Tax code 0T is likely to be wrong in many cases
The HMRC data quality team have been investigating what they consider to be employer error on Real Time Information (RTI) Full Payment Submission (FPS).
One of those so called errors are the over 1/2 million new starters that have their first FPS starter record submission showing what is likely to be a default application for new starters where a P45 has either not been provided from a former employer, or maybe the new employer did not either ask for the P45 or for the employee at the same time as providing right to work information to complete the new starter declaration.
Some employers are shown to attempt to provide corrective new starter information in a subsequent payment when it is too late to meet PAYE RTI obligations.
So the employer is indicating to HMRC that the individual has two jobs, benefits from no free pay, is not Scottish or Welsh if applicable, and results in overpayment in many cases of income tax which will need to be repaid later.
The HMRC data quality team are attempting to visit and discuss a series of data errors with the UKs top 100 payroll data quality offenders. Some of the big name employers will appear on the list and be being contacted to see what action can be taken to reduce these default application errors. is it laziness, tardiness on the part of the impacted employees, or poor HR business on-boarding processes. Incorrect dates of birth and missing National Insurance numbers are also more common than considered reasonable for an employer who must have taken right to work checks prior to employment commencing.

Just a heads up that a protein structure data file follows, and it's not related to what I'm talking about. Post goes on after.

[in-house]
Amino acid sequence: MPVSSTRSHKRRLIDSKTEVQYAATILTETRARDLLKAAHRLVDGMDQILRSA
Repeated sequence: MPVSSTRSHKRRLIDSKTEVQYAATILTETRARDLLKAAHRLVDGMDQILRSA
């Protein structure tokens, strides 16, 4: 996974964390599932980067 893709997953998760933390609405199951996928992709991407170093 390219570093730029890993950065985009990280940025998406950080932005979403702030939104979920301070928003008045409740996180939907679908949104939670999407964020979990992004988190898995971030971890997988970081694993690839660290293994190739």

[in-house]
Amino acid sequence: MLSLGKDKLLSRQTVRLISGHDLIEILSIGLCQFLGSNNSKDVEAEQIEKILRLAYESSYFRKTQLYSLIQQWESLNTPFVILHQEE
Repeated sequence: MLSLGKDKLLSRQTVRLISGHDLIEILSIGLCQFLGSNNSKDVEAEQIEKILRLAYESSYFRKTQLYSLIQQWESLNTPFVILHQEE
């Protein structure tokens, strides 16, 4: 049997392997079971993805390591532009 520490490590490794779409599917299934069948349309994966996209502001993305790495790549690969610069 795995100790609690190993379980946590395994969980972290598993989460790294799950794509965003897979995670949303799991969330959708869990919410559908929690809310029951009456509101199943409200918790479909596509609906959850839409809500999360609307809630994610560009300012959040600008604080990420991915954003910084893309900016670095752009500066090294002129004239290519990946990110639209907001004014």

Some of the more modern global HR systems may be poorly implementing in country (so glocal) product essential requirements.
The result, incorrect tax of individuals impacting well being and family finances, Employer HMRC dashboard misbalance, underpayments and debt collection activity, HMRC systems creating duplications due to changing and repeating starter information.
Even individuals on low earnings, part time workers, students end up paying tax they do not owe!
The HMRC requirements can seem strange. The starter checklist is very similar to the former P46 in look and feel, however, the requirements are slightly different! Whereas you either actioned a P45 or P46 pre April 2013, the RTI requirements since insist on a new starter declaration regardless. Even if a late P45 is going to eventually turn up, a correct starter declaration for first pay day is essential for happy employer and employee, else problems will be experienced.
Employers are allowed to adopt and incorporate the declaration into their own on-boarding formats, some do but some big names have not bothered so far.
Of course, if all else fails and if the employer has provided and asked, and the individual employee has refused to respond, then operate C tax code 0T/1. It is a once only chance of notifying new starter information to HMRC. Don’t report a change of information later. Good pay software will prevent, if it doesn’t, then you are heading for significant problems.
For good new employee experience, review your on boarding processes and ensure that your employees tax affairs are more accurate and a much friendlier experience.